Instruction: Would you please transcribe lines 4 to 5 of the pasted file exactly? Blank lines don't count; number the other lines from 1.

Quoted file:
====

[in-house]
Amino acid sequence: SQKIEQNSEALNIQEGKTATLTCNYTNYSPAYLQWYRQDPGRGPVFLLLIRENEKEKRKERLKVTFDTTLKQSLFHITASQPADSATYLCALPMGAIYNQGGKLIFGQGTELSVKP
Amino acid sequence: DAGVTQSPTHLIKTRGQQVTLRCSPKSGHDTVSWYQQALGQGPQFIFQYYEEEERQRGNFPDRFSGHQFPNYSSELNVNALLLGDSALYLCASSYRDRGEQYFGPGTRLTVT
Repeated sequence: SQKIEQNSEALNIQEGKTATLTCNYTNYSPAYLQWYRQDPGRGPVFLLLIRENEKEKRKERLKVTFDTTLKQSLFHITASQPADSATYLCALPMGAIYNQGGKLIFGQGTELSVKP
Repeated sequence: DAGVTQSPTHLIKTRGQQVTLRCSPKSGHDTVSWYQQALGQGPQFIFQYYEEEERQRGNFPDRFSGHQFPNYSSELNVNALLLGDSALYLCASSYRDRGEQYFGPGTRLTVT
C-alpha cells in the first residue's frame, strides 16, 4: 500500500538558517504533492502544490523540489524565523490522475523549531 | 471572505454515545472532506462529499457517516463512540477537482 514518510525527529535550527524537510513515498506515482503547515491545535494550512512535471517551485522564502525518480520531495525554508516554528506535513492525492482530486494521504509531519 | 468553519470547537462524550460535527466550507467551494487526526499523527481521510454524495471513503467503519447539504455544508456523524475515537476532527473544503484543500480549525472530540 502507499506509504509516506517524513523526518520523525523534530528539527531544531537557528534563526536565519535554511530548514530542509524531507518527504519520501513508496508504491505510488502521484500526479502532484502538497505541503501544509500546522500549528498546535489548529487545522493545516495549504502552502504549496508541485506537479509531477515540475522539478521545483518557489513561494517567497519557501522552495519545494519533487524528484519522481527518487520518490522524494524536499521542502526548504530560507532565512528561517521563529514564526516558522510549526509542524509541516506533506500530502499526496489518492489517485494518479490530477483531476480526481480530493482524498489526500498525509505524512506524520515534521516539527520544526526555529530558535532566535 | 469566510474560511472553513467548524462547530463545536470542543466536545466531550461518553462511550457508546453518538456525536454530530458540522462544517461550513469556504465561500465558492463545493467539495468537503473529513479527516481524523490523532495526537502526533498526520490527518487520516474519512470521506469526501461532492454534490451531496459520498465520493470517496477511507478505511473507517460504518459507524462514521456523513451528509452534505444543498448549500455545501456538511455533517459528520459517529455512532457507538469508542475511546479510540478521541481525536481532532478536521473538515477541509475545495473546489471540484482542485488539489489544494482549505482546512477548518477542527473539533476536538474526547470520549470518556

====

Repeated sequence: SQKIEQNSEALNIQEGKTATLTCNYTNYSPAYLQWYRQDPGRGPVFLLLIRENEKEKRKERLKVTFDTTLKQSLFHITASQPADSATYLCALPMGAIYNQGGKLIFGQGTELSVKP
Repeated sequence: DAGVTQSPTHLIKTRGQQVTLRCSPKSGHDTVSWYQQALGQGPQFIFQYYEEEERQRGNFPDRFSGHQFPNYSSELNVNALLLGDSALYLCASSYRDRGEQYFGPGTRLTVT